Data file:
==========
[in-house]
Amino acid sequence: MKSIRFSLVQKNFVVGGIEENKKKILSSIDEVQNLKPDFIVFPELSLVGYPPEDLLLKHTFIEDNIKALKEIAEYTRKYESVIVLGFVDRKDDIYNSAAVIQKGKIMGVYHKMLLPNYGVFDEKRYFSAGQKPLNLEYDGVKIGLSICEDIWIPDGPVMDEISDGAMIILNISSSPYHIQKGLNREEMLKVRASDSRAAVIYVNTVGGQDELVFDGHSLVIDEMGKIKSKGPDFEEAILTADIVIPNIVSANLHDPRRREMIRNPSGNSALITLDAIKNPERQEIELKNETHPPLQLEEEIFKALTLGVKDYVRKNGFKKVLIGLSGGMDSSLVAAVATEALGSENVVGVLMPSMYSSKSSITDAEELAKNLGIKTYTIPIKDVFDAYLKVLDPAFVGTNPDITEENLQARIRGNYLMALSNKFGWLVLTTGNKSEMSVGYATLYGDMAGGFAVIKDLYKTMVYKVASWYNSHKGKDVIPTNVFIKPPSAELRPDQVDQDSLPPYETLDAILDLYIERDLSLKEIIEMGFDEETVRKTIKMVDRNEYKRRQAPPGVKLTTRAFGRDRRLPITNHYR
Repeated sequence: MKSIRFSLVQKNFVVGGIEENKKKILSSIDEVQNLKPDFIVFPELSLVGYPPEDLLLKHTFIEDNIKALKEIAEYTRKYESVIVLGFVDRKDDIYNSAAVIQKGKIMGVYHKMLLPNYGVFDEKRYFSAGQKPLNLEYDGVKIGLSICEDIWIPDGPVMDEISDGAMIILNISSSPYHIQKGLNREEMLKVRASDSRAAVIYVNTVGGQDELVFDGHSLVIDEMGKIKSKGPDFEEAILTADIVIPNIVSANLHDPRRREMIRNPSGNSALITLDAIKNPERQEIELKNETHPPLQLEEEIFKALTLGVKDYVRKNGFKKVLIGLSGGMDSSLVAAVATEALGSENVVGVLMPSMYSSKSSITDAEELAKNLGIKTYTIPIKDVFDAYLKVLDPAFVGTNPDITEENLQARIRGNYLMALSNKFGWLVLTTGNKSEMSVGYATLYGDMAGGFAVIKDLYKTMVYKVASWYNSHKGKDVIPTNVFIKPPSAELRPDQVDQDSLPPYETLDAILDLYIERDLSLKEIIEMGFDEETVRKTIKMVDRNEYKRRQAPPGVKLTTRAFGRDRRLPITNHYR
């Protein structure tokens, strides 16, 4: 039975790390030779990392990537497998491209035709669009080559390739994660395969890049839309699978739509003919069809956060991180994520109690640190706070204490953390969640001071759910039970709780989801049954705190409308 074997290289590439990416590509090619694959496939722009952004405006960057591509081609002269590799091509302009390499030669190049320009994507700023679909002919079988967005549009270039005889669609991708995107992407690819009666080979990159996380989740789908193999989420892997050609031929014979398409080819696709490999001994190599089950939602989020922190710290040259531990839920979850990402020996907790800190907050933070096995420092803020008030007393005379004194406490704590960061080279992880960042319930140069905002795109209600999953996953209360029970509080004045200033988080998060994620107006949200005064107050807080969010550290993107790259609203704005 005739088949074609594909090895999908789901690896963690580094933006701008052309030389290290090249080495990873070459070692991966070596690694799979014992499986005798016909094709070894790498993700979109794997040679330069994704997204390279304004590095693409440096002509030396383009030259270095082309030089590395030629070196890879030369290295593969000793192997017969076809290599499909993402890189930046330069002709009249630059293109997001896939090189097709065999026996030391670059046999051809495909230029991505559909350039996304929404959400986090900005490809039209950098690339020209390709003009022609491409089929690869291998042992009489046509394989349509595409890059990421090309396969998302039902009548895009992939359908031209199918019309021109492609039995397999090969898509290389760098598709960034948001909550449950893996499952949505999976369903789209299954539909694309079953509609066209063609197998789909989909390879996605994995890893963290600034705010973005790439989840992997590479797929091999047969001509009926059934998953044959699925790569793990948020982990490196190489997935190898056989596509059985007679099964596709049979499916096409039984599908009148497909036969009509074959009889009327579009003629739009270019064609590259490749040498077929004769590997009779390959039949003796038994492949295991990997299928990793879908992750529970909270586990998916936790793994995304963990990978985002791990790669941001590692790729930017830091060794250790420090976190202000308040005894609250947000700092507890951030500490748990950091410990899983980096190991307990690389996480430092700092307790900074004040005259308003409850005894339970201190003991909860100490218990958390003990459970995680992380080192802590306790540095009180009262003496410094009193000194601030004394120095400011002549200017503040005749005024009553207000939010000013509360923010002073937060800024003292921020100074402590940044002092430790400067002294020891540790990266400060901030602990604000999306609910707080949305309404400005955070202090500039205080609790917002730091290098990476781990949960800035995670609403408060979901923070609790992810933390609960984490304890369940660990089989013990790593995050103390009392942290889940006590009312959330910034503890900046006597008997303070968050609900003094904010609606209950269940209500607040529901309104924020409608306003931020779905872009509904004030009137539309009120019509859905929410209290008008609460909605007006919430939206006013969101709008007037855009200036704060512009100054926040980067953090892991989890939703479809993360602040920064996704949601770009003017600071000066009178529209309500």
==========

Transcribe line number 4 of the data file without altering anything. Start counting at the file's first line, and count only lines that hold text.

């Protein structure tokens, strides 16, 4: 039975790390030779990392990537497998491209035709669009080559390739994660395969890049839309699978739509003919069809956060991180994520109690640190706070204490953390969640001071759910039970709780989801049954705190409308 074997290289590439990416590509090619694959496939722009952004405006960057591509081609002269590799091509302009390499030669190049320009994507700023679909002919079988967005549009270039005889669609991708995107992407690819009666080979990159996380989740789908193999989420892997050609031929014979398409080819696709490999001994190599089950939602989020922190710290040259531990839920979850990402020996907790800190907050933070096995420092803020008030007393005379004194406490704590960061080279992880960042319930140069905002795109209600999953996953209360029970509080004045200033988080998060994620107006949200005064107050807080969010550290993107790259609203704005 005739088949074609594909090895999908789901690896963690580094933006701008052309030389290290090249080495990873070459070692991966070596690694799979014992499986005798016909094709070894790498993700979109794997040679330069994704997204390279304004590095693409440096002509030396383009030259270095082309030089590395030629070196890879030369290295593969000793192997017969076809290599499909993402890189930046330069002709009249630059293109997001896939090189097709065999026996030391670059046999051809495909230029991505559909350039996304929404959400986090900005490809039209950098690339020209390709003009022609491409089929690869291998042992009489046509394989349509595409890059990421090309396969998302039902009548895009992939359908031209199918019309021109492609039995397999090969898509290389760098598709960034948001909550449950893996499952949505999976369903789209299954539909694309079953509609066209063609197998789909989909390879996605994995890893963290600034705010973005790439989840992997590479797929091999047969001509009926059934998953044959699925790569793990948020982990490196190489997935190898056989596509059985007679099964596709049979499916096409039984599908009148497909036969009509074959009889009327579009003629739009270019064609590259490749040498077929004769590997009779390959039949003796038994492949295991990997299928990793879908992750529970909270586990998916936790793994995304963990990978985002791990790669941001590692790729930017830091060794250790420090976190202000308040005894609250947000700092507890951030500490748990950091410990899983980096190991307990690389996480430092700092307790900074004040005259308003409850005894339970201190003991909860100490218990958390003990459970995680992380080192802590306790540095009180009262003496410094009193000194601030004394120095400011002549200017503040005749005024009553207000939010000013509360923010002073937060800024003292921020100074402590940044002092430790400067002294020891540790990266400060901030602990604000999306609910707080949305309404400005955070202090500039205080609790917002730091290098990476781990949960800035995670609403408060979901923070609790992810933390609960984490304890369940660990089989013990790593995050103390009392942290889940006590009312959330910034503890900046006597008997303070968050609900003094904010609606209950269940209500607040529901309104924020409608306003931020779905872009509904004030009137539309009120019509859905929410209290008008609460909605007006919430939206006013969101709008007037855009200036704060512009100054926040980067953090892991989890939703479809993360602040920064996704949601770009003017600071000066009178529209309500």